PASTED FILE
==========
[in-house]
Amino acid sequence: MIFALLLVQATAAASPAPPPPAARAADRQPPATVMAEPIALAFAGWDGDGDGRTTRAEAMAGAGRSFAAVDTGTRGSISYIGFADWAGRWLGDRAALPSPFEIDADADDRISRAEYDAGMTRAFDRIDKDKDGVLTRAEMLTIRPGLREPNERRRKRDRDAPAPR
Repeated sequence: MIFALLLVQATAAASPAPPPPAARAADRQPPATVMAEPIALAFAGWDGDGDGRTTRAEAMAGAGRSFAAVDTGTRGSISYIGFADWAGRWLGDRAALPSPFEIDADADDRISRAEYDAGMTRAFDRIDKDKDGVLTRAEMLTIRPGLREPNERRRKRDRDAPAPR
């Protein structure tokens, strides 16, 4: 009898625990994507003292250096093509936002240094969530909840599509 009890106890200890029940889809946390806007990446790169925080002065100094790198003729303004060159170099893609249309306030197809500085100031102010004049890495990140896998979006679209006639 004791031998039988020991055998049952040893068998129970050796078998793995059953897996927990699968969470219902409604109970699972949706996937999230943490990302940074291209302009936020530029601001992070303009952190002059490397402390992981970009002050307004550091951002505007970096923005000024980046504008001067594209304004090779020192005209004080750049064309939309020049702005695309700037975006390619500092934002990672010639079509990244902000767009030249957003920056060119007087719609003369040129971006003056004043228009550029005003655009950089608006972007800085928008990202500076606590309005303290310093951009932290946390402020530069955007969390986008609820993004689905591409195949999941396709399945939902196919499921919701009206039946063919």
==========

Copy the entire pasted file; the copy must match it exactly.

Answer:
[in-house]
Amino acid sequence: MIFALLLVQATAAASPAPPPPAARAADRQPPATVMAEPIALAFAGWDGDGDGRTTRAEAMAGAGRSFAAVDTGTRGSISYIGFADWAGRWLGDRAALPSPFEIDADADDRISRAEYDAGMTRAFDRIDKDKDGVLTRAEMLTIRPGLREPNERRRKRDRDAPAPR
Repeated sequence: MIFALLLVQATAAASPAPPPPAARAADRQPPATVMAEPIALAFAGWDGDGDGRTTRAEAMAGAGRSFAAVDTGTRGSISYIGFADWAGRWLGDRAALPSPFEIDADADDRISRAEYDAGMTRAFDRIDKDKDGVLTRAEMLTIRPGLREPNERRRKRDRDAPAPR
């Protein structure tokens, strides 16, 4: 009898625990994507003292250096093509936002240094969530909840599509 009890106890200890029940889809946390806007990446790169925080002065100094790198003729303004060159170099893609249309306030197809500085100031102010004049890495990140896998979006679209006639 004791031998039988020991055998049952040893068998129970050796078998793995059953897996927990699968969470219902409604109970699972949706996937999230943490990302940074291209302009936020530029601001992070303009952190002059490397402390992981970009002050307004550091951002505007970096923005000024980046504008001067594209304004090779020192005209004080750049064309939309020049702005695309700037975006390619500092934002990672010639079509990244902000767009030249957003920056060119007087719609003369040129971006003056004043228009550029005003655009950089608006972007800085928008990202500076606590309005303290310093951009932290946390402020530069955007969390986008609820993004689905591409195949999941396709399945939902196919499921919701009206039946063919």